The orange, spreadable cheese product Cheez Whiz has fallen on hard times since its height as a cocktail party staple in the decades following its post-war release.
Funnily enough, for all of the disdain that greets any mention of Cheez Whiz, the cult spread has a refined origin story: First released in 1953, the distinctly American product was created by food scientists as a time-saving alternative to Welsh rarebit—the belly warming (but time-consuming) British dish of savoury melted cheese sauce on dense toast. It was often used in hors d’oeuvres (typically, spread on crackers), as a dip for veggies, and as a sauce on sandwiches—though it’s been increasingly marginalized over the past few decades, as the desire to consume responsibly-sourced, real food has gained wider appeal.
And yet, despite the fact that Cheez Whiz is often considered an overly-processed, nutritional nightmare, there’s still a time and a place to appreciate the nostalgia-inducing spread. For me, it made bland veggies during childhood more palatable (let’s be honest, no kid likes boiled Brussels sprouts). And I’ll admit, Cheez Whiz continues to be a crutch I occasionally lean on when feeling wistful for a bygone time—enjoyed slightly warmed and spread on toasted white Wonder Bread (another rare indulgence) for an umami-heavy, crispy, creamy treat in moments of weakness. Here are three easy ways to devour Cheez Whiz.
Cheez Whiz with veggies
Cheez Whiz has long been a time-tested trick for getting kids to eat their greens. Heat it up and it goes great with steamed cauliflower or broccoli as a one-for-you, one-for-them snack. Making baked potatoes? Warm Cheez Whiz fills every nook of a piping tuber, and pairs well with onions, bacon bits and sour cream. It’s also an essential component for making a mean plate of cheese fries.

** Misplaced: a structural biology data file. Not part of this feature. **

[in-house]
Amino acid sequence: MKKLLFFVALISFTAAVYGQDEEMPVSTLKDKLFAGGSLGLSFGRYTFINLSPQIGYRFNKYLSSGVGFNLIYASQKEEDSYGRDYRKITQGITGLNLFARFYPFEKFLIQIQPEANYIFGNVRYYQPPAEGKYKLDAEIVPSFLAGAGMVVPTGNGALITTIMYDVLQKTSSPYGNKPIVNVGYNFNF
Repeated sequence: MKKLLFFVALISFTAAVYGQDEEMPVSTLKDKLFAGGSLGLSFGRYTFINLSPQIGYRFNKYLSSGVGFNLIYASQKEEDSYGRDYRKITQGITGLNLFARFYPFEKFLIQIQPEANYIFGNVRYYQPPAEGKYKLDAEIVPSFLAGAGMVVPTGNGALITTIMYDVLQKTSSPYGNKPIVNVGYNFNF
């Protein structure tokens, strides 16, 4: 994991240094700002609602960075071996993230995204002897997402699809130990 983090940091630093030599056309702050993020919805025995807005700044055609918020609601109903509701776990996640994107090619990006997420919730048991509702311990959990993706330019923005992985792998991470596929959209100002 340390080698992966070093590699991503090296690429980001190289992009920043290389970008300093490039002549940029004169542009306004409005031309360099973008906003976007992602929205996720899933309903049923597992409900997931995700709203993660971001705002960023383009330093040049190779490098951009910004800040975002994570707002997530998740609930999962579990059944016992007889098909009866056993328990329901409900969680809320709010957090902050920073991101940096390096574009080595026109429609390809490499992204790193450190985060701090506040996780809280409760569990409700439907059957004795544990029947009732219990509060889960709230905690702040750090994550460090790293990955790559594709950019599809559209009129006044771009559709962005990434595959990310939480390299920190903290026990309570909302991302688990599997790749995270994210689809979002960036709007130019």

Cheese Whiz sandwiches
There’s a good reason why Philadelphia’s famed restaurant Pat’s King of Steak uses Cheez Whiz on its Philly cheesesteak sandwiches: the gooey, salty sauce perfectly smothers the thin sliced ribeye, fried onions and sautéed peppers. The best part? You can easily use Cheez Whiz to recreate the legendary sammy at home. It also works well when making cheese dogs. In the cooler months, try spreading some on a hot dog before wrapping it in croissant dough and baking it to make pigs in a blanket.
Cheese Whiz dip
The long-time favourite for many kids throughout North America, Cheez Whiz on toasted white bread is, for some, a taste of childhood. Admittedly, the simple snack is unlikely to score you points with your culinary-minded friends, but it’s hard to think of another dish that inspires nostalgia in so many people. In a pinch, Cheez Whiz can also pass as a substitute for pimento cheese, the Southern staple that’s often spread on crackers or in sandwiches. You can even use it to dip nachos in (though admittedly, it’s improved by the addition of fried or raw onions and pickled jalapenos). One thing’s for sure—for reasons of both texture and taste, don’t eat Cheez Whiz cold.
Originally published November 2018; December October 2019.